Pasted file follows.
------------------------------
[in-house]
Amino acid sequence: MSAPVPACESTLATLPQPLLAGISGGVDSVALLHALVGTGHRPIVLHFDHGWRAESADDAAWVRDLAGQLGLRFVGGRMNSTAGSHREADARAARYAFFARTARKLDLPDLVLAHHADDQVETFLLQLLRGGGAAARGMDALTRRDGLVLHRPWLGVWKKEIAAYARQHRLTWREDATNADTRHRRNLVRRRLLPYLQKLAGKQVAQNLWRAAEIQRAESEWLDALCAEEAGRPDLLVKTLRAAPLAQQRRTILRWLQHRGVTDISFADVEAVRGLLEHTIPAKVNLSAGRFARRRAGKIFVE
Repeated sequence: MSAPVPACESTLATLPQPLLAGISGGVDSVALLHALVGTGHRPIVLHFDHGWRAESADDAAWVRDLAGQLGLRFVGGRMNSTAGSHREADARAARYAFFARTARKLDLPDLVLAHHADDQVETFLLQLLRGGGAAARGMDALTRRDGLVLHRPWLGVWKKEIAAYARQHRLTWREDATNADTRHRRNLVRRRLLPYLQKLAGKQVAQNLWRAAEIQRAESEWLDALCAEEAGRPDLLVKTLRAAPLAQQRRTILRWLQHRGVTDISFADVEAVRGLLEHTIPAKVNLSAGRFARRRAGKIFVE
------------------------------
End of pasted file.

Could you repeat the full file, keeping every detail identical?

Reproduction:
[in-house]
Amino acid sequence: MSAPVPACESTLATLPQPLLAGISGGVDSVALLHALVGTGHRPIVLHFDHGWRAESADDAAWVRDLAGQLGLRFVGGRMNSTAGSHREADARAARYAFFARTARKLDLPDLVLAHHADDQVETFLLQLLRGGGAAARGMDALTRRDGLVLHRPWLGVWKKEIAAYARQHRLTWREDATNADTRHRRNLVRRRLLPYLQKLAGKQVAQNLWRAAEIQRAESEWLDALCAEEAGRPDLLVKTLRAAPLAQQRRTILRWLQHRGVTDISFADVEAVRGLLEHTIPAKVNLSAGRFARRRAGKIFVE
Repeated sequence: MSAPVPACESTLATLPQPLLAGISGGVDSVALLHALVGTGHRPIVLHFDHGWRAESADDAAWVRDLAGQLGLRFVGGRMNSTAGSHREADARAARYAFFARTARKLDLPDLVLAHHADDQVETFLLQLLRGGGAAARGMDALTRRDGLVLHRPWLGVWKKEIAAYARQHRLTWREDATNADTRHRRNLVRRRLLPYLQKLAGKQVAQNLWRAAEIQRAESEWLDALCAEEAGRPDLLVKTLRAAPLAQQRRTILRWLQHRGVTDISFADVEAVRGLLEHTIPAKVNLSAGRFARRRAGKIFVE